London: Researchers have claimed that contract tracing apps being used to reduce the spread of Covid-19 are unlikely to be effective without proper uptake and support from concurrent control measures.
The study, published in the journal Lancet Digital Health, that evidence around the effectiveness of automated contact tracing systems is currently very limited.
The researchers stressed that large-scale manual contact tracing alongside other public health control measures – such as physical distancing and closure of indoor spaces such as pubs – is likely to be required in conjunction with automated approaches.
The team found 15 relevant studies by reviewing more than 4,000 papers on automated and partially-automated contact tracing and analysed these to understand the potential impact these tools could have in controlling the Covid-19 pandemic.
“The review shows that, at present, there is insufficient evidence to justify reliance on automated contact tracing approaches without additional extensive public health control measures,” said study lead author Isobel Braithwaite from the University College London in the UK.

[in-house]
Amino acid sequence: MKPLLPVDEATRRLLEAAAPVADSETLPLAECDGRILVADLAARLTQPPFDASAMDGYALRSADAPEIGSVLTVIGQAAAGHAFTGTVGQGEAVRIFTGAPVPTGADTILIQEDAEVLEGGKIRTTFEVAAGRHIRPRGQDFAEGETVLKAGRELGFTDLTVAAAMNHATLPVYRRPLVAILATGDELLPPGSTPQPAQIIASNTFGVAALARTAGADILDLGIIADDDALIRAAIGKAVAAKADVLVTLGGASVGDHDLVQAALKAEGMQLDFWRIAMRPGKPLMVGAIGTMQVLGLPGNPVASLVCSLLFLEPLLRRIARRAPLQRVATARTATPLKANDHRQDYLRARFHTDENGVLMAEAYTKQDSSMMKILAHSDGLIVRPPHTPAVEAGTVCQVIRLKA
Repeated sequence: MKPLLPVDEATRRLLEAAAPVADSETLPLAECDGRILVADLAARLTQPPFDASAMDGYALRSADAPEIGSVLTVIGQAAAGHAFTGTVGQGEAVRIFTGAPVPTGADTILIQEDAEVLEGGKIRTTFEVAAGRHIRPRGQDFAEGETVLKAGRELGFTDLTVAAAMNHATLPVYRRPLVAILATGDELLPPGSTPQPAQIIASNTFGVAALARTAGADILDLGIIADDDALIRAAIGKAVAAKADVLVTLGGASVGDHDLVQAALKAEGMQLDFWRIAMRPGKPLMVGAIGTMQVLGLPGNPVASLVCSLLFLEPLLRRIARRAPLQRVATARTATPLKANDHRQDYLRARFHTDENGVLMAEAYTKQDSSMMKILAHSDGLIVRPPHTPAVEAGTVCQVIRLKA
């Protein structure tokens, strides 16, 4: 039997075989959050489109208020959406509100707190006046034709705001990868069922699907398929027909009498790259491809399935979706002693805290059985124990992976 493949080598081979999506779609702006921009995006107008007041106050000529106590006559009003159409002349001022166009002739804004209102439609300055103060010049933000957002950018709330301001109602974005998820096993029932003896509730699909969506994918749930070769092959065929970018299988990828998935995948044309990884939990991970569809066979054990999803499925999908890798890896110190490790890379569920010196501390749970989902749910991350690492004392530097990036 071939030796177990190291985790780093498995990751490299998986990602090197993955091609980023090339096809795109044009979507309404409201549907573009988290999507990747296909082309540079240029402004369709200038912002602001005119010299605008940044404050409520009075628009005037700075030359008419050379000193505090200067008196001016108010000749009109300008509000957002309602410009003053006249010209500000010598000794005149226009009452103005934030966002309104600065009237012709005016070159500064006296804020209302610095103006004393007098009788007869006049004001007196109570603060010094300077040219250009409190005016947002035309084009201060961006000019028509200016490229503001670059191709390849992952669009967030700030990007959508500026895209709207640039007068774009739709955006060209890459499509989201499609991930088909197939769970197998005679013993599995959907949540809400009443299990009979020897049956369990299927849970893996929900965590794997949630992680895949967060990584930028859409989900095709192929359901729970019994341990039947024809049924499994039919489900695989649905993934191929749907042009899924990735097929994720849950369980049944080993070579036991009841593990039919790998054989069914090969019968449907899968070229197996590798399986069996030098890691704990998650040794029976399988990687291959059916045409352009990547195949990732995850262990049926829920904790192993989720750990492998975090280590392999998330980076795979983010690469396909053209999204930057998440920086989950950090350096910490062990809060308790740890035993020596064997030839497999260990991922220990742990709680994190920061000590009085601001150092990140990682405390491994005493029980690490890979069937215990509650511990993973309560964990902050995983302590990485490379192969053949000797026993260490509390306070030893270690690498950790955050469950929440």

In total, 4,033 papers were reviewed, which allowed researchers to identify 15 papers with useful data.
The seven studies that addressed automated contact tracing directly were modelling studies that all focused on Covid-19.
Five studies of partially-automated contact tracing were descriptive observational studies or case studies, and three studies of automated contact detection looked at a similar disease context to Covid-19 but did not include subsequent tracing or contact notification.
“Partially-automated systems may have some automated processes, for instance in determining the duration of follow-up of contacts required, but do not use the proximity of smartphones as a proxy for contact with an infected person”.
Analysis of automated contact tracing apps generally suggested that high population uptake of relevant apps is required alongside other control measures, while partially-automated systems often had better follow-up and slightly more timely intervention.
“Although automated contact tracing shows some promise in helping reduce transmission of Covid-19 within communities, our research highlighted the urgent need for further evaluation of these apps within public health practice, Dr Braithwaite said.
“As none of the studies we found provided real-world evidence of their effectiveness, and to improve our understanding of how they could support manual contact tracing systems,” Braithwaite noted.